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A Secondhand Success Story

Travis Kaya at The Chronicle of Higher Education's Tweed blog reminds readers they'd be surprised by the "stuff you find on eBay." Case-in-point: College of William & Mary biologist Kurt Williamson is the proud owner of a refurbished Zeiss 190 transmission electron microscope worth nearly $20,000, though he paid less than half that by purchasing it secondhand on eBay. Once he had established that the TEM — listed by sellers at Adelsys, Inc., in Ohio, who purchased it from Akron Children's Hospital — was legitimate and operational (given a few repairs, of course), Williamson bid the opening price for it. When they received no competing offers, Adelsys sold the scope for $999.99. The purchase price, when combined with shipping, parts, and labor, brought the total cost of the instrument to about $7,500, Williamson says, which he considers a steal. According to Kaya, Williamson "plans to use the microscope this fall while the biology department waits on federal grants for newer equipment."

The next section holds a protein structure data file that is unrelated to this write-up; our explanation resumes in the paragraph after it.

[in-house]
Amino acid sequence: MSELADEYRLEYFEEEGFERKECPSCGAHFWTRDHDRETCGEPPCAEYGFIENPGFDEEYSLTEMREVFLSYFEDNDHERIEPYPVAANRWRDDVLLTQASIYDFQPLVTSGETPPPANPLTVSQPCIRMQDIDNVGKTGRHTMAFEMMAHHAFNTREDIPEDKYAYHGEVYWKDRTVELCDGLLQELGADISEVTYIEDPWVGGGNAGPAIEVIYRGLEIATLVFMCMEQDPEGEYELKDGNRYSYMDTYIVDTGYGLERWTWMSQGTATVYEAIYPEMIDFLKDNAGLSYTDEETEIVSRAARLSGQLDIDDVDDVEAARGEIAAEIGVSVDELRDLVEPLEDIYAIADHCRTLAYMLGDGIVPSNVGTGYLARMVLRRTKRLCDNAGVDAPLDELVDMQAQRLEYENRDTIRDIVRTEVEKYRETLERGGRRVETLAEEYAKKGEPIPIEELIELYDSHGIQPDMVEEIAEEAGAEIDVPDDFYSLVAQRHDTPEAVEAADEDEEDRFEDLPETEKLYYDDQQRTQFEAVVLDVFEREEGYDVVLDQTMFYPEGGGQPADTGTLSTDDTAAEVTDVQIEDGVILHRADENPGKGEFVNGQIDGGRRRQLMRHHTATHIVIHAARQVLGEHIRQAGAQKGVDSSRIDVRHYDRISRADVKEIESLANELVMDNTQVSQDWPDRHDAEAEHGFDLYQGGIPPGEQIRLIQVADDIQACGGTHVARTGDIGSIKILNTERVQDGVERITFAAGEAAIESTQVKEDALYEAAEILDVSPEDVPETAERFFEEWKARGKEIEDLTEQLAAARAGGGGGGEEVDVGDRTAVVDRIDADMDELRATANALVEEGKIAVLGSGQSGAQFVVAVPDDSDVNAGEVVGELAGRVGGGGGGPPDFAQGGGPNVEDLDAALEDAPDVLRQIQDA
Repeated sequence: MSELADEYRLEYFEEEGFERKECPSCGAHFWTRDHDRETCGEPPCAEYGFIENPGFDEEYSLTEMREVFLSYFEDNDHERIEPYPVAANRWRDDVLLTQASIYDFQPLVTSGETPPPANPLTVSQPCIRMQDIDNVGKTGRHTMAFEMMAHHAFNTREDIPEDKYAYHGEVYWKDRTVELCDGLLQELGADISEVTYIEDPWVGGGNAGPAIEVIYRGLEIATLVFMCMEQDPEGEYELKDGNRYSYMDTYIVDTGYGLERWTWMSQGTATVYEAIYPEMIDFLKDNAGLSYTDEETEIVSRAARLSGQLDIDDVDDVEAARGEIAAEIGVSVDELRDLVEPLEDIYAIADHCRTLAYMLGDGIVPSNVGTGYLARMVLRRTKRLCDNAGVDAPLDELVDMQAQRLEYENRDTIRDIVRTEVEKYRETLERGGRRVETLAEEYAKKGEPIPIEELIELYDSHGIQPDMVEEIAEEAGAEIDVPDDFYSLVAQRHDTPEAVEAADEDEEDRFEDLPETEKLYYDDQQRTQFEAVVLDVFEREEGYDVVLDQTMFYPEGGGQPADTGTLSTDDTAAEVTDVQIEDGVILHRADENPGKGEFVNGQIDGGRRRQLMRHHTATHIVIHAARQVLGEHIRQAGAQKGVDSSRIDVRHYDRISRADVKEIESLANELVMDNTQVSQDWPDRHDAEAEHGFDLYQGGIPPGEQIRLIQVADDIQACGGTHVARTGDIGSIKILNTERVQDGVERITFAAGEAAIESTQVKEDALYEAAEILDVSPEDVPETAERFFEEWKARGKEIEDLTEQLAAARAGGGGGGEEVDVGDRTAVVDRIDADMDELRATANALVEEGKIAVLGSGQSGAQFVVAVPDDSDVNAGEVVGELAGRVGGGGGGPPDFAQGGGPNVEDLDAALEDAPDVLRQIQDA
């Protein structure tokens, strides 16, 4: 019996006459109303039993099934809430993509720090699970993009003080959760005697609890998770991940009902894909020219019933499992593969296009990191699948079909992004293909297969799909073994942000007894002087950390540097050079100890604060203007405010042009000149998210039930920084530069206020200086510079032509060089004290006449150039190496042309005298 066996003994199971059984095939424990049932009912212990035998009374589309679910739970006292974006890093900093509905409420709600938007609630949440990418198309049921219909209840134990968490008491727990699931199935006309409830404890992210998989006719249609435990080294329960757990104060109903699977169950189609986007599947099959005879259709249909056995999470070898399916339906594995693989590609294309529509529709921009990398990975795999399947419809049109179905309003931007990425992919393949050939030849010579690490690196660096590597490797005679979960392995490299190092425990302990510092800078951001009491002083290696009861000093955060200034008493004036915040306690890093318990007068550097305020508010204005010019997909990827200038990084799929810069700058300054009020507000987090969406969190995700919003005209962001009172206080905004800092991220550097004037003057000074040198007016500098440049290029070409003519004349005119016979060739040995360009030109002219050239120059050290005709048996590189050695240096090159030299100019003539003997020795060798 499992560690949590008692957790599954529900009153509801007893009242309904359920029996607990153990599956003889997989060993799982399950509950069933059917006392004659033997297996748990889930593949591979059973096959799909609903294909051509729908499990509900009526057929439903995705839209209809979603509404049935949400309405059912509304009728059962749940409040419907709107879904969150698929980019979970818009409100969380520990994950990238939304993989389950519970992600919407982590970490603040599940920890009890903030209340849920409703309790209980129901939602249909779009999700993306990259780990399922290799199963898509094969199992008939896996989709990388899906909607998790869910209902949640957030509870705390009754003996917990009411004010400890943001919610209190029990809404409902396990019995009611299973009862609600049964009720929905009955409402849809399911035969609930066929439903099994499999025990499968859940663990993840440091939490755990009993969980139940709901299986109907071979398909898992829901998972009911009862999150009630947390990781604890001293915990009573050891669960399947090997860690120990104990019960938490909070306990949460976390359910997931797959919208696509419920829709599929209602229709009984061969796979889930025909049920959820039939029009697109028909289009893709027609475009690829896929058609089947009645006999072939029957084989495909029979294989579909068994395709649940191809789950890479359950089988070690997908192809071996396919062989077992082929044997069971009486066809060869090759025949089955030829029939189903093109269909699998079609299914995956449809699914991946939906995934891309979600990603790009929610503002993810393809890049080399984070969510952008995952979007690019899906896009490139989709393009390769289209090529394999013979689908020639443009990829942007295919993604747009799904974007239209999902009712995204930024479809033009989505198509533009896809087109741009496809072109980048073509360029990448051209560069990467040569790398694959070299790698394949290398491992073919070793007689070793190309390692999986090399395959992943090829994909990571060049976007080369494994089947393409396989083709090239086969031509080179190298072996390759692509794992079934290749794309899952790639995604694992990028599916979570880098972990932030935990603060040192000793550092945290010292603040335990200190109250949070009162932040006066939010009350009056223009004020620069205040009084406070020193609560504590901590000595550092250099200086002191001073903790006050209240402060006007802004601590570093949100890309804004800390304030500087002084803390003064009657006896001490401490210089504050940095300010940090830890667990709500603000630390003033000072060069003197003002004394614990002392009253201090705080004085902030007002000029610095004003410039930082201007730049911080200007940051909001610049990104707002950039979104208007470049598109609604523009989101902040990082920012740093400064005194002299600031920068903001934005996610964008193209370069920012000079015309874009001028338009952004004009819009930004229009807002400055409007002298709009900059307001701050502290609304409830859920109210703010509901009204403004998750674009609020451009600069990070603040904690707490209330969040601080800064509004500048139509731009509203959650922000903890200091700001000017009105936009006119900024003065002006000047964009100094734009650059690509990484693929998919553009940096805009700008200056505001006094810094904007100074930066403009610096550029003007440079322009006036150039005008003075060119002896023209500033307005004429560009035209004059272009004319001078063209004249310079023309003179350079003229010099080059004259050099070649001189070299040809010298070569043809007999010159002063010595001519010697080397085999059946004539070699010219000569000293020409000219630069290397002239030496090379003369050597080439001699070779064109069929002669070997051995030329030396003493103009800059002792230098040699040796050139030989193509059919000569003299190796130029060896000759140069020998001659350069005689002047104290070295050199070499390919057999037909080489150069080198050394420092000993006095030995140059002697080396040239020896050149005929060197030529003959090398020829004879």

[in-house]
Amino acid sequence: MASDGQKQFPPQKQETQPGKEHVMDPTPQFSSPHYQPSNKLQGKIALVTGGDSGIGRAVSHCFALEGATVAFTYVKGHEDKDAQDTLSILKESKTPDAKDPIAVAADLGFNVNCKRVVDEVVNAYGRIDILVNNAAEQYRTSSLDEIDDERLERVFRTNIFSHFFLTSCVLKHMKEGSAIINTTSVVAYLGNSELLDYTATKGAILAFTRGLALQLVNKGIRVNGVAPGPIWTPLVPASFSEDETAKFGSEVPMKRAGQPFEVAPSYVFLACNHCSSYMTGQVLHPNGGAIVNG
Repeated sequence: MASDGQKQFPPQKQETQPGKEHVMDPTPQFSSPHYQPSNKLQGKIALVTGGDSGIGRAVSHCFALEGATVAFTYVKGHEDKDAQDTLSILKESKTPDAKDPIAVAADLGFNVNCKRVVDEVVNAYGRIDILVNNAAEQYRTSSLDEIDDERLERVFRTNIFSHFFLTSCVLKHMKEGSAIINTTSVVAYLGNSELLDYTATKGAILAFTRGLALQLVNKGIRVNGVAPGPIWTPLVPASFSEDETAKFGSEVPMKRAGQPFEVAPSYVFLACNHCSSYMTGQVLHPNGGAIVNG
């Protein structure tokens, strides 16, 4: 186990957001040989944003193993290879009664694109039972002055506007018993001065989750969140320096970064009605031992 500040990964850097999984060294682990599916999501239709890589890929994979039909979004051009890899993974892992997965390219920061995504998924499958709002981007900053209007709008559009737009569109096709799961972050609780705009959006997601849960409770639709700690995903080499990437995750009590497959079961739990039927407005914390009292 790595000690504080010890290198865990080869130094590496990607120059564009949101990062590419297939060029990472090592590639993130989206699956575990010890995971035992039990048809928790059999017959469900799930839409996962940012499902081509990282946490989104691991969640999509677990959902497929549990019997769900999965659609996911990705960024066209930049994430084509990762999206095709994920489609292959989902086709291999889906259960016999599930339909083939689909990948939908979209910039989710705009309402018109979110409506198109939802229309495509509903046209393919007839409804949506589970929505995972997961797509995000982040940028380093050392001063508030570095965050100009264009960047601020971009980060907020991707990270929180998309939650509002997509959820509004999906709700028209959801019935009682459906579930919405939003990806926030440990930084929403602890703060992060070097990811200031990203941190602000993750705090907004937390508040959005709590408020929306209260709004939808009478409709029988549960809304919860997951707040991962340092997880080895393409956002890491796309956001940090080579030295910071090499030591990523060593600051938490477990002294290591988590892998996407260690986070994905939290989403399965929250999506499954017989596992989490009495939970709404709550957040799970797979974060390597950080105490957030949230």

The Scan

Study Finds Sorghum Genetic Loci Influencing Composition, Function of Human Gut Microbes

Focusing on microbes found in the human gut microbiome, researchers in Nature Communications identified 10 sorghum loci that appear to influence the microbial taxa or microbial metabolite features.

Treatment Costs May Not Coincide With R&D Investment, Study Suggests

Researchers in JAMA Network Open did not find an association between ultimate treatment costs and investments in a drug when they analyzed available data on 60 approved drugs.

Sleep-Related Variants Show Low Penetrance in Large Population Analysis

A limited number of variants had documented sleep effects in an investigation in PLOS Genetics of 10 genes with reported sleep ties in nearly 192,000 participants in four population studies.

Researchers Develop Polygenic Risk Scores for Dozens of Disease-Related Exposures

With genetic data from two large population cohorts and summary statistics from prior genome-wide association studies, researchers came up with 27 exposure polygenic risk scores in the American Journal of Human Genetics.